Opinion | Lobbyists' influence in regional spotlight

INFLUENCE QUESTIONED: Does lobbying need reining in?
INFLUENCE QUESTIONED: Does lobbying need reining in?

The neglect of Newcastle reached a new low last week when NSW Minister for Transport and Infrastructure Andrew Constance made a big deal of a six-month trial of a dawn rail service to Sydney. Travellers from Hamilton could stay in bed another 20 minutes he trumpeted. The reason? The train will stop at fewer stations en route. And that was it.

Meanwhile Sydney continues a spending spree on transport infrastructure, gobbling up the proceeds from the sale of public assets. It’s a familiar story: Sydney with two thirds of the state’s population devouring the whole NSW cake.

There are many reasons for Sydney’s ruse as an only child. It is the capital city. It houses the parliament. It is an Australian icon. It wears suits.

Another reason – not given enough scrutiny – is the influence of lobbyists. Concern over the influence of lobbyists is growing. Last week Newcastle academic Kypros Kypri released research exposing the inadequacy of Australian regulations in stemming the influence of lobbyists for the alcohol, gambling and tobacco industries.

A look at the register of lobbyists held by the NSW and Australian parliaments shows how little we are told. A problem is that the registers don't identify who the lobbyists meet with and why.

But we can guess. On the registers we see the lobbyists are national firms employing influential former politicians and mandarins, not surprising given the art of lobbying starts with getting access to people in power. Then we see the lobbyists represent those who stand to make or lose big bikkies from government actions. So the prominent clients of the lobbyists are property developers, mining companies, gambling and alcohol interests, and banks.

But there are omissions from the registers, notably private sector entities with a keen interest in infrastructure spending. There is no requirement for ‘government relations’ staff of, say, major property developers like Meriton and Lend Lease, and infrastructure operators like Sydney Airports and Transurban, to be registered as lobbyists. Likewise private sector industry associations, such as the Minerals Council of Australia and Infrastructure Partnerships Australia, have free run of Macquarie Street without public scrutiny.  Missing too are the representative associations like the NSW Business Chamber and self-proclaimed think tanks like the Committee for Sydney that are underpinned by corporate donors eager for their interests to be advanced.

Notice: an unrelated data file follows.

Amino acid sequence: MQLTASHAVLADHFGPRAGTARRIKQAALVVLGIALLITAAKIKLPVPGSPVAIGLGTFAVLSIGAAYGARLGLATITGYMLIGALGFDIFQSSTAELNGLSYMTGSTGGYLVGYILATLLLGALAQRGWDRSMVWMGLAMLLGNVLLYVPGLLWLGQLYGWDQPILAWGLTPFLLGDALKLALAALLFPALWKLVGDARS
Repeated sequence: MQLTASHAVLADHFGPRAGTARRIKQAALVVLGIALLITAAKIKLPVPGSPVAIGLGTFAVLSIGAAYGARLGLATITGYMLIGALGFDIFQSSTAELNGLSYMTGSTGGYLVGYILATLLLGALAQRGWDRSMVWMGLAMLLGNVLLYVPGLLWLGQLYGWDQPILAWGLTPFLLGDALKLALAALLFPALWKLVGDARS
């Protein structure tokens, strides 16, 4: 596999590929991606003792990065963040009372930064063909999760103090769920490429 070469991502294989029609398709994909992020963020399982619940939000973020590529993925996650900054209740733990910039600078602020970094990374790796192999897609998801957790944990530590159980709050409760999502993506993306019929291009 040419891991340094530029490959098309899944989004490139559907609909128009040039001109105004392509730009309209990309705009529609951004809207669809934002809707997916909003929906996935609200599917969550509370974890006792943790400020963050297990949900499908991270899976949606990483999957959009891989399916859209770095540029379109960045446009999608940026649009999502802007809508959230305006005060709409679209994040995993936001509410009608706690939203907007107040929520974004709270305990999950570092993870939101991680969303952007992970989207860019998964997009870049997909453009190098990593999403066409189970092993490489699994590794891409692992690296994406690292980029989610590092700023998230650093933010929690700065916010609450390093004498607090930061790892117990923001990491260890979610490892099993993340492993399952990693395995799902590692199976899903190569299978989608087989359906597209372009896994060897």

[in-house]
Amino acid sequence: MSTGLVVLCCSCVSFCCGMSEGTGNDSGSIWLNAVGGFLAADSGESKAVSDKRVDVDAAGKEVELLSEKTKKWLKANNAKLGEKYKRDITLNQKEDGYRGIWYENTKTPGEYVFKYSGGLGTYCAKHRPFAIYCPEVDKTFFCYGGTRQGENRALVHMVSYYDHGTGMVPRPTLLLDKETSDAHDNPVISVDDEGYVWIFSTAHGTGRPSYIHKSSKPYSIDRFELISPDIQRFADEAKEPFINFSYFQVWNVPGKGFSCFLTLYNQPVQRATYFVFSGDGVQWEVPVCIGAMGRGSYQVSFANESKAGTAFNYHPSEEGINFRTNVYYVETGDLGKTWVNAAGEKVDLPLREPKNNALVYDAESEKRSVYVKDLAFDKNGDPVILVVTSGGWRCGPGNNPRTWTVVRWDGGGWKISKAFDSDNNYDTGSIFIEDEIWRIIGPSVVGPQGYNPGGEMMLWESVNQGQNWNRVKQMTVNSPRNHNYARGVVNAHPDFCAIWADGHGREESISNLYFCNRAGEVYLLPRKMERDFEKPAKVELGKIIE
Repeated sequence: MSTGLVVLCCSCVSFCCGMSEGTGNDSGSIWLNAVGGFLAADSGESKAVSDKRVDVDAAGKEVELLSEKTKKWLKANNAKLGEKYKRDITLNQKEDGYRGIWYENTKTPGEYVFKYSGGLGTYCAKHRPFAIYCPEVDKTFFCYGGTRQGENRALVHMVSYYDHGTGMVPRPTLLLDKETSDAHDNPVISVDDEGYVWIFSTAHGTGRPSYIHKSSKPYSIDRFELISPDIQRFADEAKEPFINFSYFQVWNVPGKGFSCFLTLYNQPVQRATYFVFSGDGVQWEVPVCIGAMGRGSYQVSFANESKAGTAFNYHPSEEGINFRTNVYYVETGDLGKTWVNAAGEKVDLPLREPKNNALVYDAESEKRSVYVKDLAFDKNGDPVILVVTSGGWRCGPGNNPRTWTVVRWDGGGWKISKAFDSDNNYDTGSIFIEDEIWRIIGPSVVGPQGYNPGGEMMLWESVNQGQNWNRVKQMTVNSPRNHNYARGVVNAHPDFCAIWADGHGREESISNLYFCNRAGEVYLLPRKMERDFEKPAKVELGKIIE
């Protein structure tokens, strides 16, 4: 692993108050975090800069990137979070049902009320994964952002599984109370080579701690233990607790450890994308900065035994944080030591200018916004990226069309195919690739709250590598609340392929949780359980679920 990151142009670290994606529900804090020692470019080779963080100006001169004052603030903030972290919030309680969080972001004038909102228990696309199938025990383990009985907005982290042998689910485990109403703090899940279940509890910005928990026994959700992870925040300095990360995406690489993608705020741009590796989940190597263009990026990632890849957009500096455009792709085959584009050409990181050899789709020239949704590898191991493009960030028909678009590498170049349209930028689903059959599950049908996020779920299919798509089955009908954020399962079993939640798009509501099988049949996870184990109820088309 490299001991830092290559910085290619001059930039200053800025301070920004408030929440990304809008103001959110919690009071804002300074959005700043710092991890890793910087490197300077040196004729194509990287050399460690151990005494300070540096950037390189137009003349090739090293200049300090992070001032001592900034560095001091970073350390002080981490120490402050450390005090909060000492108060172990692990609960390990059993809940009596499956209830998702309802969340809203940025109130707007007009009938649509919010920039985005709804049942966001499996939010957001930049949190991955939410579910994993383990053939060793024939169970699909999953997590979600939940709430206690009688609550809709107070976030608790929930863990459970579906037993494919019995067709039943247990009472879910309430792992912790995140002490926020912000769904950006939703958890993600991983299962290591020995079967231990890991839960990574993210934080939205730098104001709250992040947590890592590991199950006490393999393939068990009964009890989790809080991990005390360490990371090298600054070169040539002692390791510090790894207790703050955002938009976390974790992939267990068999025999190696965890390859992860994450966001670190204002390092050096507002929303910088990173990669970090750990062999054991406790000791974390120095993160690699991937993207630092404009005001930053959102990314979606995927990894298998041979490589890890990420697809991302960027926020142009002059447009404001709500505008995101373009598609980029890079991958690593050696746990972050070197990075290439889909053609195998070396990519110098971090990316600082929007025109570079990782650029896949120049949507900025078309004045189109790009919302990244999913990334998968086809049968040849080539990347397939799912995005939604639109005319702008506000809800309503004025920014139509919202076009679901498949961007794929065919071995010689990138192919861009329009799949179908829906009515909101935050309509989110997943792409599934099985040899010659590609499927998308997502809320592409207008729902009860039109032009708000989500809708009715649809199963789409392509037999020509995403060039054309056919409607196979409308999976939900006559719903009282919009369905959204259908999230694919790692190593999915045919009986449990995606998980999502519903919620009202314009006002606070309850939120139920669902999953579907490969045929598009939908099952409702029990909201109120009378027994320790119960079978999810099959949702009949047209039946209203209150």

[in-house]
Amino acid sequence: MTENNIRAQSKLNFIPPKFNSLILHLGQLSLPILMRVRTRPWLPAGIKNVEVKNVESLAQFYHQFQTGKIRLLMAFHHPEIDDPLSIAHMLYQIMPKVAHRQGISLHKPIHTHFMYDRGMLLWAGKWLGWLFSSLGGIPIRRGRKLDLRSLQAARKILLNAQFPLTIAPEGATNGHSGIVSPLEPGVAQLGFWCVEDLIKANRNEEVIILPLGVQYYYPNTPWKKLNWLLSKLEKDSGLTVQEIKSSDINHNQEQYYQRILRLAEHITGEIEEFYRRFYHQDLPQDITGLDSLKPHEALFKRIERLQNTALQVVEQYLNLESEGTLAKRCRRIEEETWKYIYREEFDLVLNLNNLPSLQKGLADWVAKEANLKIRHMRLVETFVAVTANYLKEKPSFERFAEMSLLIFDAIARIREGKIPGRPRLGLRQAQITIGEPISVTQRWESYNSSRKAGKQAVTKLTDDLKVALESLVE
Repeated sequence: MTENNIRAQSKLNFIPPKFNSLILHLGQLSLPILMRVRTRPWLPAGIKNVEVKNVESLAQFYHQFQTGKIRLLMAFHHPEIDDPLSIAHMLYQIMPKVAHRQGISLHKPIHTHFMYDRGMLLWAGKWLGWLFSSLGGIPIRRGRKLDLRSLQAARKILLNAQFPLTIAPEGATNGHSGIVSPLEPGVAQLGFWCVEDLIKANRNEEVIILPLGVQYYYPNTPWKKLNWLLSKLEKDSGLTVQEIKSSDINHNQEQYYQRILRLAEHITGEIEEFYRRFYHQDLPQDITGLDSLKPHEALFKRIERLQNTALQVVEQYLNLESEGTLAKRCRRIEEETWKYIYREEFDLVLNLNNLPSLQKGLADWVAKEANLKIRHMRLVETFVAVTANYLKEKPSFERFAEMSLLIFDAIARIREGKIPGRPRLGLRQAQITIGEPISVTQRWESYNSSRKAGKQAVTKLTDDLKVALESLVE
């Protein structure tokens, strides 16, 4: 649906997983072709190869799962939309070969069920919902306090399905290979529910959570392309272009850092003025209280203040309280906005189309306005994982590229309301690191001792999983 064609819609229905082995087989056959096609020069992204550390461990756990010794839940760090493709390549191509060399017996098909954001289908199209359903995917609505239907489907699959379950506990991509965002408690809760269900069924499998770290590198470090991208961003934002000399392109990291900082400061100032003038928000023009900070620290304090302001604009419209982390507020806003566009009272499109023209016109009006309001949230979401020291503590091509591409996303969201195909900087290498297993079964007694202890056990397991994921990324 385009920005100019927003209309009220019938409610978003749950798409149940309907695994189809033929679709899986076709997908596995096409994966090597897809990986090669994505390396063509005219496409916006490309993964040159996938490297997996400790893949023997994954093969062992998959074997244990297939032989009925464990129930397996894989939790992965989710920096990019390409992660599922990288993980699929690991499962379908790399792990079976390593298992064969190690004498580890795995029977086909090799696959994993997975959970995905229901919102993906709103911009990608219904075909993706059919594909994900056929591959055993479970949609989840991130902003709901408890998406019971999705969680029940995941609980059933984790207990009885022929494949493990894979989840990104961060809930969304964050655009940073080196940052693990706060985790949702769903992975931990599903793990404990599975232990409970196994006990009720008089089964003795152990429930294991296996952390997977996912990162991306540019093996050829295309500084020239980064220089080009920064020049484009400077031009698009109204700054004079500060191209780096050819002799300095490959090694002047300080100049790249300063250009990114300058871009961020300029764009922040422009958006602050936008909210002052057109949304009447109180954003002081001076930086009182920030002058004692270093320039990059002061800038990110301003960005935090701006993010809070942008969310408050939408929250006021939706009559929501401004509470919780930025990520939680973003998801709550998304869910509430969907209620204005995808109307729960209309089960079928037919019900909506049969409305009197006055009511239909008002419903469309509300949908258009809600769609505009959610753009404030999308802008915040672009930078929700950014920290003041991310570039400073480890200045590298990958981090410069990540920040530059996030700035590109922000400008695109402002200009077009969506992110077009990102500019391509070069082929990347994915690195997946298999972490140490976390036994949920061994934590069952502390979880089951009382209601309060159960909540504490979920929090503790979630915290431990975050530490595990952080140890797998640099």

The NSW infrastructure honey pot is an historic opportunity for the private sector to make big bucks. A railway line through a large rural holding delivers a windfall rezoning opportunity. A new metro or light rail through an old industrial estate is pay day for high density apartment builders. A new outer urban motorway sees logistics firms lining up for prime positions.

The lobbyists – registered or not – generate an endless flow of expert reports proclaiming the merits of their chosen projects, which are propagated at big name conferences at swanky venues with select ministers on the podium.

Traditional sources of advice from government departments get sidelined by folders full of glossy facts and fly-in fly-out experts endorsing the lobbyists’ pathway to a prosperous future.

The result is a hearty menu of choices for government, with the winning lobbyists lining up to sing the praises of a minister that has delivered the goods.

The losers, of course, are the general public who rely on making representations to their local members, who think democracy is about electing a parliament to act dispassionately for the greater good.

The regions are the losers too. Their voice isn’t heard, just like a scream inside an empty carriage on a dawn service to Sydney.

Phillip O’Neill is professor of economic geography at Western Sydney University.


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